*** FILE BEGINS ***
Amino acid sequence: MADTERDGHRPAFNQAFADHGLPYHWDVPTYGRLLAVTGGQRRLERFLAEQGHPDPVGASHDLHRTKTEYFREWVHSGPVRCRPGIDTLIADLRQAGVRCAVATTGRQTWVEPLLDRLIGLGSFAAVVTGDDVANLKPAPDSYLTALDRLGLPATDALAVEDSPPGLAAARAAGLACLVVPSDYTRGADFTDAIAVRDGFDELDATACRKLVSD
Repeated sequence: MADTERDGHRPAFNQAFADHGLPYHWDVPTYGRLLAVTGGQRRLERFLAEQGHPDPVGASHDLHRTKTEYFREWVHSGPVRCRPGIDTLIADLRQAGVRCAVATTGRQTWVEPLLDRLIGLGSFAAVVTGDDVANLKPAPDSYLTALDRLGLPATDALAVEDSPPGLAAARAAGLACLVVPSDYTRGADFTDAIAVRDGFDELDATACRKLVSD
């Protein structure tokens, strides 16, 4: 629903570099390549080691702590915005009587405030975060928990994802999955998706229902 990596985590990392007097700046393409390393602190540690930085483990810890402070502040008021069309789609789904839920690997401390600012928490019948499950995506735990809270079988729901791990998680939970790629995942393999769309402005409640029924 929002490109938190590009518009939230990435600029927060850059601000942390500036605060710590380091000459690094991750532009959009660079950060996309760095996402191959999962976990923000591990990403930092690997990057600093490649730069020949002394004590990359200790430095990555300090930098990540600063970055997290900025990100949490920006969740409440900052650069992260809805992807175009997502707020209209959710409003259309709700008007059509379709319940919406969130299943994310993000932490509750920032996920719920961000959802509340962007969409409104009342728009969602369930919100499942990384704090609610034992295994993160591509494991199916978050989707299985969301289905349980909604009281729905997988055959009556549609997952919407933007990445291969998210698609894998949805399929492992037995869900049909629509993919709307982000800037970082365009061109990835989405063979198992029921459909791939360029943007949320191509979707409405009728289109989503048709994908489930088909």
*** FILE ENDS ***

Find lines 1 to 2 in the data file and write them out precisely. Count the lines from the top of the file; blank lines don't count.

Amino acid sequence: MADTERDGHRPAFNQAFADHGLPYHWDVPTYGRLLAVTGGQRRLERFLAEQGHPDPVGASHDLHRTKTEYFREWVHSGPVRCRPGIDTLIADLRQAGVRCAVATTGRQTWVEPLLDRLIGLGSFAAVVTGDDVANLKPAPDSYLTALDRLGLPATDALAVEDSPPGLAAARAAGLACLVVPSDYTRGADFTDAIAVRDGFDELDATACRKLVSD
Repeated sequence: MADTERDGHRPAFNQAFADHGLPYHWDVPTYGRLLAVTGGQRRLERFLAEQGHPDPVGASHDLHRTKTEYFREWVHSGPVRCRPGIDTLIADLRQAGVRCAVATTGRQTWVEPLLDRLIGLGSFAAVVTGDDVANLKPAPDSYLTALDRLGLPATDALAVEDSPPGLAAARAAGLACLVVPSDYTRGADFTDAIAVRDGFDELDATACRKLVSD